New workers over the next three years

New workers expected by skills level 2023 to 2026.

The industries expecting the highest number of new workers over the next three years – health care and social assistance; education and training; and professional, scientific and technical services – require a significant proportion of workers with higher-order skills.

All other industries – apart from accommodation and food services; transport, postal and warehousing; retail trade; and administrative and support services – also have a greater demand for workers with higher-order skills than other skills.

These trends do not fully reflect the transformation to jobs and work in some industries. Warehousing, for example, is becoming increasingly automated. Automation will change the nature of some existing jobs and create new ones that require higher-order skills.

These figures demonstrate the extent of change across the economy and the need for education and training responses to keep pace. Adapting on a case-by-case approach by occupation or industry is not the best response. Education and training must build a strong base of knowledge and skills that allow for entry to good jobs and also equip workers to move to new work opportunities at the same or higher skill level. The knowledge and skills in occupations supporting automation apply across many industries and contexts. Vocational education and training (VET) qualifications, in responding to this new demand, need to be based on in-depth knowledge and skills that are applicable to many contexts. The Victorian TAFE Network will play a critical role in this.

New workers expected by skills level 2023 to 2026

The number of new workers required at skill level 1 is 159,200, at skill level 2 is 36,300, at skill level 3 is 30,900, at skill level 4 is 91,000 and at skill level 5 is 34,800.

New workers expected by industry 2023 to 2026

The expected number of new workers required in each industry is:

  • health care and social assistance, 83,300 (60.7% with higher-order skills)
  • education and training, 46,400 (82.9% with higher-order skills)
  • professional, scientific and technical services, 35,000 (93.5% with higher-order skills
  • accommodation and food services, 32,300 (38.7% with higher-order skills)
  • manufacturing, 24,800 (63.5% with higher-order skills)
  • transport, postal and warehousing, 22,700 (29.4% with higher-order skills)
  • public administration and safety, 18,000 (65% with higher-order skills)
  • construction, 17,400 (75.5% with higher-order skills)
  • retail trade, 11,700 (39.1% with higher-order skills)
  • financial and insurance services, 10,500 (85.1% with higher-order skills)
  • administrative and support services, 10,000 (39.4% with higher-order skills)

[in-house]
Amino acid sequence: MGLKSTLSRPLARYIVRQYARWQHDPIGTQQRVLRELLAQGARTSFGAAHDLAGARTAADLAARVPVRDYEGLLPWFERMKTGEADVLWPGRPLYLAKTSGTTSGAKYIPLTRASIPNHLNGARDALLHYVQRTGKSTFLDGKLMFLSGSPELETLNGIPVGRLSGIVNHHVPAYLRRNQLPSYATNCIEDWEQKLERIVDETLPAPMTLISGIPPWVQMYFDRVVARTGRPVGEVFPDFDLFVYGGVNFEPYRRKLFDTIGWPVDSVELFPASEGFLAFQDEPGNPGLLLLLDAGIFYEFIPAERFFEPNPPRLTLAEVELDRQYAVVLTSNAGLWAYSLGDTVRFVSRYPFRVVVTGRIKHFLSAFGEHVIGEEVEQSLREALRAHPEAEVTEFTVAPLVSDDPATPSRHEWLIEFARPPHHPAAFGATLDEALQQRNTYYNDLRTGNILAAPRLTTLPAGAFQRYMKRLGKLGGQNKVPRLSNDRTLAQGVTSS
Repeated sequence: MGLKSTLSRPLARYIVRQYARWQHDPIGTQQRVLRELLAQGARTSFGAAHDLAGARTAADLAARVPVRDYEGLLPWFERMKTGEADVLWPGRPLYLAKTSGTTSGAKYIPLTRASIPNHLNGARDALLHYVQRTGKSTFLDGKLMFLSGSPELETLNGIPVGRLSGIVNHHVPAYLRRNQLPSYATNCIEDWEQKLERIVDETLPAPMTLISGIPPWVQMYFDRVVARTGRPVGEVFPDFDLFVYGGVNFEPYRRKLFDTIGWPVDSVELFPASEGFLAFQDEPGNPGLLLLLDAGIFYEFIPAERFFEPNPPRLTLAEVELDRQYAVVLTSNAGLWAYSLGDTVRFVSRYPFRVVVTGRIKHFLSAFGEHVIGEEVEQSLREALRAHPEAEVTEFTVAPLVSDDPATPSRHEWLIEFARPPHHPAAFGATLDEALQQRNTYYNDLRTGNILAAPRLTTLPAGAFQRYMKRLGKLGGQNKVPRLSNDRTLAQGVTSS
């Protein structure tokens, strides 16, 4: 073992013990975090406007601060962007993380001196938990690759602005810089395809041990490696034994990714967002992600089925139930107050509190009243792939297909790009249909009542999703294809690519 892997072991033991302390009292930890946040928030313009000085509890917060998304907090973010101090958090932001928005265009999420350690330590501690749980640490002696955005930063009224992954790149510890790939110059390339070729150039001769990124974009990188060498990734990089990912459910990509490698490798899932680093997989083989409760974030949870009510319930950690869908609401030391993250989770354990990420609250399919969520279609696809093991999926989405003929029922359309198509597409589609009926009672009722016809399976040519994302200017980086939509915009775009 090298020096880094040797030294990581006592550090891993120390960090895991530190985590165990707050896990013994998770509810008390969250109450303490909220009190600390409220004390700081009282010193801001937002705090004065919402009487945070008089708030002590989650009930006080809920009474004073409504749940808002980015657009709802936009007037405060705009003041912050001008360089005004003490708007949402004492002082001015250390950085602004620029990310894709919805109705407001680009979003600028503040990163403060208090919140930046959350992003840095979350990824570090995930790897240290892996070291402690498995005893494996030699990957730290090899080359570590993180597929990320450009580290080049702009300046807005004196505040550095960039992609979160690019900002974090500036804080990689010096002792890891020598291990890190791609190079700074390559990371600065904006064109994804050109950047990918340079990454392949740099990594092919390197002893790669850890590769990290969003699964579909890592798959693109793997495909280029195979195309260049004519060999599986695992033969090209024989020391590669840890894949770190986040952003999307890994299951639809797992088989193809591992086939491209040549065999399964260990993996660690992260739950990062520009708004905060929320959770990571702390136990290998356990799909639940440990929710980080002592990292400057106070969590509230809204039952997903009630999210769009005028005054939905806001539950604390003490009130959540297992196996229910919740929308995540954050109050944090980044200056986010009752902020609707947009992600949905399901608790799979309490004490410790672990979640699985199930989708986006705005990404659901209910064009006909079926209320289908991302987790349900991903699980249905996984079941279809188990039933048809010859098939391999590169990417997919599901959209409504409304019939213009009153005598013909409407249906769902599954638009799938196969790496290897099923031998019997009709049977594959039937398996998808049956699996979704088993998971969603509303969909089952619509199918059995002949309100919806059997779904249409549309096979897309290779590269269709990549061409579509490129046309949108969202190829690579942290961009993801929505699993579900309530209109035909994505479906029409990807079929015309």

• wholesale trade, 8300 (53.2% with higher-order skills)
  • other services, 6,500 (65.5% with higher-order skills)
  • rental, hiring and real estate services, 5,800 (78.9% with higher-order skills)
  • arts and recreation services, 5,700 ( 63.1% with higher-order skills)
  • agriculture, forestry and fishing, 5,600 (73.3% with higher-order skills)
  • information media and telecommunications, 4,000 (88.1% with higher-order skills)
  • electricity, gas, water and waste services, 3,600 (70.7% with higher-order skills)
  • mining, 700 (67.1% with higher-order skills).

Note: new workers expected by skill level are derived based on 4-digit ANZSCO occupation forecasts from the Victorian Skills Authority. For 22 of the 358 4-digit ANZSCO occupations that had more than one skill level, skill levels were assigned based on the predominant skill level of the occupation at the aggregate level. New workers expected represents employment growth plus workers needed to replace retirements. Proportion of higher-order and other skills sum to 100%.

The health care and social assistance; education and training; professional, scientific and technical services; and accommodation and food services industries are expecting the majority of new workers over the next three years.

Workforce growth in these industries is driven by multiple factors. The health care and social assistance, and education and training industries are growing because of government investment (for example, the National Disability Insurance Scheme, aged care services, and the Best Start, Best Life initiative) whereas the professional, scientific and technical services industry is growing as a result of improvements in existing business models due to advances in technology, and the accommodation and food services industry because of the post COVID-19 pandemic recovery.

Occupations in demand vary significantly across each industry, though some appear in more than one industry, such as sales assistants (general), truck drivers, storepersons, metal fitters and machinists, and software and applications programmers.

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